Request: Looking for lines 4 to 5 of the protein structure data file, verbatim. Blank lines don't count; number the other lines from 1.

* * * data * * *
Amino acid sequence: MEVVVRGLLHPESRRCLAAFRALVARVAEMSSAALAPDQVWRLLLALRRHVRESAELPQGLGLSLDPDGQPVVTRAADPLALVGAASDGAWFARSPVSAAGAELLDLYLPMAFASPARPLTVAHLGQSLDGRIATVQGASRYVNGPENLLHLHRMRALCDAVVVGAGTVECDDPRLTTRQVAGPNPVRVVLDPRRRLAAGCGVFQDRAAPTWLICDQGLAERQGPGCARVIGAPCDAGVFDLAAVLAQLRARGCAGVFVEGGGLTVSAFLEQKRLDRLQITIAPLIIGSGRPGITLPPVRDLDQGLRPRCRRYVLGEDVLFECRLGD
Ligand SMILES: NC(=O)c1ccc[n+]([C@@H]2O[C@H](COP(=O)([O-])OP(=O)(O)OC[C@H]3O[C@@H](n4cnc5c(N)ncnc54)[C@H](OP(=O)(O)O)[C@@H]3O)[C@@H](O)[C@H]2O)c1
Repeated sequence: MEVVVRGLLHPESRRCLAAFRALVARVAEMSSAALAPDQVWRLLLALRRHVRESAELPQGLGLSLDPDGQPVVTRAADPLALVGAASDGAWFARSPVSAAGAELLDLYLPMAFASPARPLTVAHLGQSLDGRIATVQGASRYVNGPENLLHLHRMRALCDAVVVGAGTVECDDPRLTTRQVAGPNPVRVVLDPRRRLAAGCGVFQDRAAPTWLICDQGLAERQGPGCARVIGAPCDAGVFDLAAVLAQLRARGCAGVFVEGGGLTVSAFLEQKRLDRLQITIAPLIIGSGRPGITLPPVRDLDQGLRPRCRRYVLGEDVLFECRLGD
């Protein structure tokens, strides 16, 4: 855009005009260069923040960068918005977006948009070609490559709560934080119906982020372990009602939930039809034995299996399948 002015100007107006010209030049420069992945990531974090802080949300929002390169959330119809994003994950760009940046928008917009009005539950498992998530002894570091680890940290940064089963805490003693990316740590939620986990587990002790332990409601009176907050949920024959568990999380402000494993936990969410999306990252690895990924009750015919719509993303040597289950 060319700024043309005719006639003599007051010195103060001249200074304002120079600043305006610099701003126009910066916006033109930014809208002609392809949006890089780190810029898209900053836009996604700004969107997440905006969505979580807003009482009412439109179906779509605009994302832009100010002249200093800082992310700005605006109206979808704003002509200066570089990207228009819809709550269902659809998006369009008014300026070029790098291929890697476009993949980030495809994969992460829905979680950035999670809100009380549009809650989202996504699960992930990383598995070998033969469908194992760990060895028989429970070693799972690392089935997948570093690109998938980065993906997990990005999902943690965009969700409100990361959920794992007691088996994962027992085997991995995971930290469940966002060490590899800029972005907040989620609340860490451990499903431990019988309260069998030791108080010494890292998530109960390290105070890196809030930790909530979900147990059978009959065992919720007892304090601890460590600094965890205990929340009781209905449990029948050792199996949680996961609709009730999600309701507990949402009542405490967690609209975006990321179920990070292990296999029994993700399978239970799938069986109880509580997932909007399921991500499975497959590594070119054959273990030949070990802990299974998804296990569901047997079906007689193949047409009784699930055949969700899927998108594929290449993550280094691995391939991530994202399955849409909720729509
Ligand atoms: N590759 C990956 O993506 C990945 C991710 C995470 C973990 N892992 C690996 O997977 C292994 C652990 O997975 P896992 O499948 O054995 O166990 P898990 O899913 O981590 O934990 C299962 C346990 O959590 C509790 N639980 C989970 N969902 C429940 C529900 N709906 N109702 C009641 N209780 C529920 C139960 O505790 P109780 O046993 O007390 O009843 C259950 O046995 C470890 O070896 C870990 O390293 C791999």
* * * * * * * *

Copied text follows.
């Protein structure tokens, strides 16, 4: 855009005009260069923040960068918005977006948009070609490559709560934080119906982020372990009602939930039809034995299996399948 002015100007107006010209030049420069992945990531974090802080949300929002390169959330119809994003994950760009940046928008917009009005539950498992998530002894570091680890940290940064089963805490003693990316740590939620986990587990002790332990409601009176907050949920024959568990999380402000494993936990969410999306990252690895990924009750015919719509993303040597289950 060319700024043309005719006639003599007051010195103060001249200074304002120079600043305006610099701003126009910066916006033109930014809208002609392809949006890089780190810029898209900053836009996604700004969107997440905006969505979580807003009482009412439109179906779509605009994302832009100010002249200093800082992310700005605006109206979808704003002509200066570089990207228009819809709550269902659809998006369009008014300026070029790098291929890697476009993949980030495809994969992460829905979680950035999670809100009380549009809650989202996504699960992930990383598995070998033969469908194992760990060895028989429970070693799972690392089935997948570093690109998938980065993906997990990005999902943690965009969700409100990361959920794992007691088996994962027992085997991995995971930290469940966002060490590899800029972005907040989620609340860490451990499903431990019988309260069998030791108080010494890292998530109960390290105070890196809030930790909530979900147990059978009959065992919720007892304090601890460590600094965890205990929340009781209905449990029948050792199996949680996961609709009730999600309701507990949402009542405490967690609209975006990321179920990070292990296999029994993700399978239970799938069986109880509580997932909007399921991500499975497959590594070119054959273990030949070990802990299974998804296990569901047997079906007689193949047409009784699930055949969700899927998108594929290449993550280094691995391939991530994202399955849409909720729509
Ligand atoms: N590759 C990956 O993506 C990945 C991710 C995470 C973990 N892992 C690996 O997977 C292994 C652990 O997975 P896992 O499948 O054995 O166990 P898990 O899913 O981590 O934990 C299962 C346990 O959590 C509790 N639980 C989970 N969902 C429940 C529900 N709906 N109702 C009641 N209780 C529920 C139960 O505790 P109780 O046993 O007390 O009843 C259950 O046995 C470890 O070896 C870990 O390293 C791999």